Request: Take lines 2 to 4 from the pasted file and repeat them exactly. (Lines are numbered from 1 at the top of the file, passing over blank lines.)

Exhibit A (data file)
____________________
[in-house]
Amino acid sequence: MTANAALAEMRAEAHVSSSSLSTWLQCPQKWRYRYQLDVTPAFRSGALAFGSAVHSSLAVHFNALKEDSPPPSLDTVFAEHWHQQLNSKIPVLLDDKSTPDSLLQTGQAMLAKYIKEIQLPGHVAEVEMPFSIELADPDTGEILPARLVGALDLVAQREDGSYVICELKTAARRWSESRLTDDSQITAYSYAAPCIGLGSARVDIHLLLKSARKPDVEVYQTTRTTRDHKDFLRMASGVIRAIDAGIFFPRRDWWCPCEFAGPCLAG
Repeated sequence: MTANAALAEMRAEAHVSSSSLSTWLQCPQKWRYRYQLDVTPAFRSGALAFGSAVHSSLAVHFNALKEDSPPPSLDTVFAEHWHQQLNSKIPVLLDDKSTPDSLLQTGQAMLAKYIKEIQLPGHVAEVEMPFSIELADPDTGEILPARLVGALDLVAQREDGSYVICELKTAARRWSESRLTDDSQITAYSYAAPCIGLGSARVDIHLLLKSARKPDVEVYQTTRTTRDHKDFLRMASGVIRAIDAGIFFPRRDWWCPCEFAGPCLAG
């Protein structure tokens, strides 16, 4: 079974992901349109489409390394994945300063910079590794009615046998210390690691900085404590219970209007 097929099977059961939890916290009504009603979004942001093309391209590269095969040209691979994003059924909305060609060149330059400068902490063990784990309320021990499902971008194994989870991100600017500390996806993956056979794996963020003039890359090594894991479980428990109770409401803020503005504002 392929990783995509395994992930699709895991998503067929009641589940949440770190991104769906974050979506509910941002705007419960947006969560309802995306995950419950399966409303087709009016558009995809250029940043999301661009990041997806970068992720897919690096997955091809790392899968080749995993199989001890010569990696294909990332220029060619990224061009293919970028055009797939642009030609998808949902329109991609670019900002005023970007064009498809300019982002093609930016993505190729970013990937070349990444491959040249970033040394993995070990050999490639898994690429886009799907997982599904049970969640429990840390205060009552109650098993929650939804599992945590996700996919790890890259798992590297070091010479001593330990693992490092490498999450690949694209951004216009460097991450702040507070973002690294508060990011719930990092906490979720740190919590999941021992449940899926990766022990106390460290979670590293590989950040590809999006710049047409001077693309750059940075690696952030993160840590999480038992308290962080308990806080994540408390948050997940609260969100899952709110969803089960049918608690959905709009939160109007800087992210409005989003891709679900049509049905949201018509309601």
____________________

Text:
Amino acid sequence: MTANAALAEMRAEAHVSSSSLSTWLQCPQKWRYRYQLDVTPAFRSGALAFGSAVHSSLAVHFNALKEDSPPPSLDTVFAEHWHQQLNSKIPVLLDDKSTPDSLLQTGQAMLAKYIKEIQLPGHVAEVEMPFSIELADPDTGEILPARLVGALDLVAQREDGSYVICELKTAARRWSESRLTDDSQITAYSYAAPCIGLGSARVDIHLLLKSARKPDVEVYQTTRTTRDHKDFLRMASGVIRAIDAGIFFPRRDWWCPCEFAGPCLAG
Repeated sequence: MTANAALAEMRAEAHVSSSSLSTWLQCPQKWRYRYQLDVTPAFRSGALAFGSAVHSSLAVHFNALKEDSPPPSLDTVFAEHWHQQLNSKIPVLLDDKSTPDSLLQTGQAMLAKYIKEIQLPGHVAEVEMPFSIELADPDTGEILPARLVGALDLVAQREDGSYVICELKTAARRWSESRLTDDSQITAYSYAAPCIGLGSARVDIHLLLKSARKPDVEVYQTTRTTRDHKDFLRMASGVIRAIDAGIFFPRRDWWCPCEFAGPCLAG
């Protein structure tokens, strides 16, 4: 079974992901349109489409390394994945300063910079590794009615046998210390690691900085404590219970209007 097929099977059961939890916290009504009603979004942001093309391209590269095969040209691979994003059924909305060609060149330059400068902490063990784990309320021990499902971008194994989870991100600017500390996806993956056979794996963020003039890359090594894991479980428990109770409401803020503005504002 392929990783995509395994992930699709895991998503067929009641589940949440770190991104769906974050979506509910941002705007419960947006969560309802995306995950419950399966409303087709009016558009995809250029940043999301661009990041997806970068992720897919690096997955091809790392899968080749995993199989001890010569990696294909990332220029060619990224061009293919970028055009797939642009030609998808949902329109991609670019900002005023970007064009498809300019982002093609930016993505190729970013990937070349990444491959040249970033040394993995070990050999490639898994690429886009799907997982599904049970969640429990840390205060009552109650098993929650939804599992945590996700996919790890890259798992590297070091010479001593330990693992490092490498999450690949694209951004216009460097991450702040507070973002690294508060990011719930990092906490979720740190919590999941021992449940899926990766022990106390460290979670590293590989950040590809999006710049047409001077693309750059940075690696952030993160840590999480038992308290962080308990806080994540408390948050997940609260969100899952709110969803089960049918608690959905709009939160109007800087992210409005989003891709679900049509049905949201018509309601």